This is the second article in a series of posts spotlighting indie mobile games that have won the hearts of the toughest critics: industry insiders, themselves.
Ben Newhouse’s day job at NYC media relations firm Advance Digital doesn’t scream “mobile gamer.” But outside his 9-to-5 he dabbles in his passion, as an investor with the Indie Fund ? a group dedicated to helping independent developers succeed through funding options outside of the traditional publisher model (read: autonomy).
“I always dreamed of making games, but life happened,” Newhouse says. “I’m fortunate to be in a position where I can help others act on their dreams through the Indie Fund.”
With such a busy schedule, Newhouse loves to game on the go ? so turn-based titles are his current games of choice (as both an investor and a player). Mobile games that can be played in short bursts and “don’t require a persistent Internet connection” or take up a huge amount of space on his phone (he can’t give up his precious podcasts) are right up his alley.
Still, Newhouse refuses to skimp on quality and says he’s usually willing to pay for a game, as a result. Not surprisingly, the game he can’t put down is pay-for-play, but its innovative approach and design elements are something any mobile game developer can appreciate.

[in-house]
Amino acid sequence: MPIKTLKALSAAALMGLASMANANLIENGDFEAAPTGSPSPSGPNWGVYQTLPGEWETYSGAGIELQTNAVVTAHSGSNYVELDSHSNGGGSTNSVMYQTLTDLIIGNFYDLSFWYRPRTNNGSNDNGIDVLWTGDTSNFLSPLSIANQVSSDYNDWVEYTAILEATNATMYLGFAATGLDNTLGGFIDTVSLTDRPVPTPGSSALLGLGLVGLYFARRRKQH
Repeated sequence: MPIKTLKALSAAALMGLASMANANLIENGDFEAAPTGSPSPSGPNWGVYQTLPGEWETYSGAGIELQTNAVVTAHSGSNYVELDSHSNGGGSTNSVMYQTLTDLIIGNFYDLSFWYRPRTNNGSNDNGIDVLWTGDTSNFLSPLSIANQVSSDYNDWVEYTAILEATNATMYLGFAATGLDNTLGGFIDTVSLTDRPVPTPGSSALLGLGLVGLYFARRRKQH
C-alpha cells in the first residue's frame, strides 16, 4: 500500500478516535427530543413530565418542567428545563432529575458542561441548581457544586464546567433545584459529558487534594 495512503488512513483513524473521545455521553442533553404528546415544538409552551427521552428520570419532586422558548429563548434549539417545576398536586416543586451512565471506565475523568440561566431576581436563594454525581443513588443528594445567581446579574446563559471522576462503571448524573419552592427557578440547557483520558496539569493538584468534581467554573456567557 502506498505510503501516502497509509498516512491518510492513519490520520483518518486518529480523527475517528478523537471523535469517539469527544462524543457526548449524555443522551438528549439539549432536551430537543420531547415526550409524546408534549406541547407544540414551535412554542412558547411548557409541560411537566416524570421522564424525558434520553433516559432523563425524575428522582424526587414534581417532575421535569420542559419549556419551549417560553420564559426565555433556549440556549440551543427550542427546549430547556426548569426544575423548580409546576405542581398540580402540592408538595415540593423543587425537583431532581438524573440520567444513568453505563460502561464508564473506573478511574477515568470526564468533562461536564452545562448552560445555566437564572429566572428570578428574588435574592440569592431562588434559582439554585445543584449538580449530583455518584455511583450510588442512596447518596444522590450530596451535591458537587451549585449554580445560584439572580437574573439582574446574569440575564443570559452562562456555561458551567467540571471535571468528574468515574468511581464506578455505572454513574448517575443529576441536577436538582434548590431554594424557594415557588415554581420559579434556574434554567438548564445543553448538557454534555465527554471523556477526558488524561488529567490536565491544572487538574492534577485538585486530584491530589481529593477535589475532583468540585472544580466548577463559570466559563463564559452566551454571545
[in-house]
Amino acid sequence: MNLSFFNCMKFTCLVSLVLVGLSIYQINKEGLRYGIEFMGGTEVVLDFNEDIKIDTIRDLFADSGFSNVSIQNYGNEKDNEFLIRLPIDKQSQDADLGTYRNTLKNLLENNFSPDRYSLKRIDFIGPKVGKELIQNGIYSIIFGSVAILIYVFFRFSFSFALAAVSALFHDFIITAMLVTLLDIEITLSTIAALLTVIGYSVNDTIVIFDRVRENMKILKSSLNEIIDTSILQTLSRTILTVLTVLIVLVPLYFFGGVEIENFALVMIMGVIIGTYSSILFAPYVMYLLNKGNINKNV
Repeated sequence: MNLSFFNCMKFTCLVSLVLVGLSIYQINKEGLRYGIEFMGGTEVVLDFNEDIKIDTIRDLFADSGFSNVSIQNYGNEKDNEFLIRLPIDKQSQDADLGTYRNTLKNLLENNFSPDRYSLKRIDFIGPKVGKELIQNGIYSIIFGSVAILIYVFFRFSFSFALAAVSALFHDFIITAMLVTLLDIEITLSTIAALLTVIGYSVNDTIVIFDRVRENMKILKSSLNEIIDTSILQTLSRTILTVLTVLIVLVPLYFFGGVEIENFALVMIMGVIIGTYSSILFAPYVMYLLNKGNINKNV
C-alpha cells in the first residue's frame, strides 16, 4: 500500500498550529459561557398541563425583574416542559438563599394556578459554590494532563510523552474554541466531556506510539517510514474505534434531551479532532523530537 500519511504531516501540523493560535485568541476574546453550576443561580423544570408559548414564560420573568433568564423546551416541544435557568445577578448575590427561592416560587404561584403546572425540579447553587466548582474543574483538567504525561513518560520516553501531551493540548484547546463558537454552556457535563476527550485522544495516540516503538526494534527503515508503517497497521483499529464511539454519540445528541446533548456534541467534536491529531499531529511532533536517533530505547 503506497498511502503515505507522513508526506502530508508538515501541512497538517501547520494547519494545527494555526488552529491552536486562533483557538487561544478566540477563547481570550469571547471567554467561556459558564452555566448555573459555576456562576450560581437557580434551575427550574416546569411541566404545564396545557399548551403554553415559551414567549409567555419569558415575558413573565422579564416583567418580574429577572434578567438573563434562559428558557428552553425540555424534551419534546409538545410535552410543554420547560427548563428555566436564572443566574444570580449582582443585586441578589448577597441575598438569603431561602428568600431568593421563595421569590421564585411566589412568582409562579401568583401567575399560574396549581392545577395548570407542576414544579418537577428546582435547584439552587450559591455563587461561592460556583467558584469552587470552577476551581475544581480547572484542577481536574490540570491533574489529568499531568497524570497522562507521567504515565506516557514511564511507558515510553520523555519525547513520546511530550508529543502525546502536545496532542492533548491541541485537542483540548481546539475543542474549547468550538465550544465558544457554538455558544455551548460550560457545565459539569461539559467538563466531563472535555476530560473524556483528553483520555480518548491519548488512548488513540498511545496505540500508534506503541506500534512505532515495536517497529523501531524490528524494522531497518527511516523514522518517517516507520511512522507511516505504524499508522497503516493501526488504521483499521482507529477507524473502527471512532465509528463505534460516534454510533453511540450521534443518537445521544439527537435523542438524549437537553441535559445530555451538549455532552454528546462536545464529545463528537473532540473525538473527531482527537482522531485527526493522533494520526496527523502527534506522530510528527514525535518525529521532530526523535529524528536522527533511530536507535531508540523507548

The game: Auro. “I’ve been getting my ass handed to me,” says Newhouse. This RPG/strategy game may seem like a departure for Newhouse, but it’s still turn-based ? requiring similar strategic thought as one of the oldest turn-based games out there: chess. The goal is to create spell combinations that will help advance the game’s main character.
The studio: Dinofarm Games, the studio behind acclaimed RPG game 100 Rogues. Some of what Newhouse loves most about Auro can be attributed to Dinofarm’s designer Keith Burgun. “He’s also made a wonderful game called Empire, which completely flips 4X games on their head,” Newhouse says.
The monetization strategy: The game costs $4.99, but Newhouse insists it’s worth much more.
What makes this game different: It begins with the game essentially already won?as a player you’re equipped with every skill the main character needs. The trick is to figure out how (and when) to use these skills in order to advance. “The tutorials will teach you enough to get by,” Newhouse explains. “But each play-through creates opportunities for these wonderful moments when you discover new tricks with the tools you’ve been randomly assigned. Also it’s really, really, hard.”
Fun fact: Auro was funded via Kickstarter in 2013. Newhouse regrets he was unable to back the game because he only recently found out about it, but he’s excited about new features the game has in store.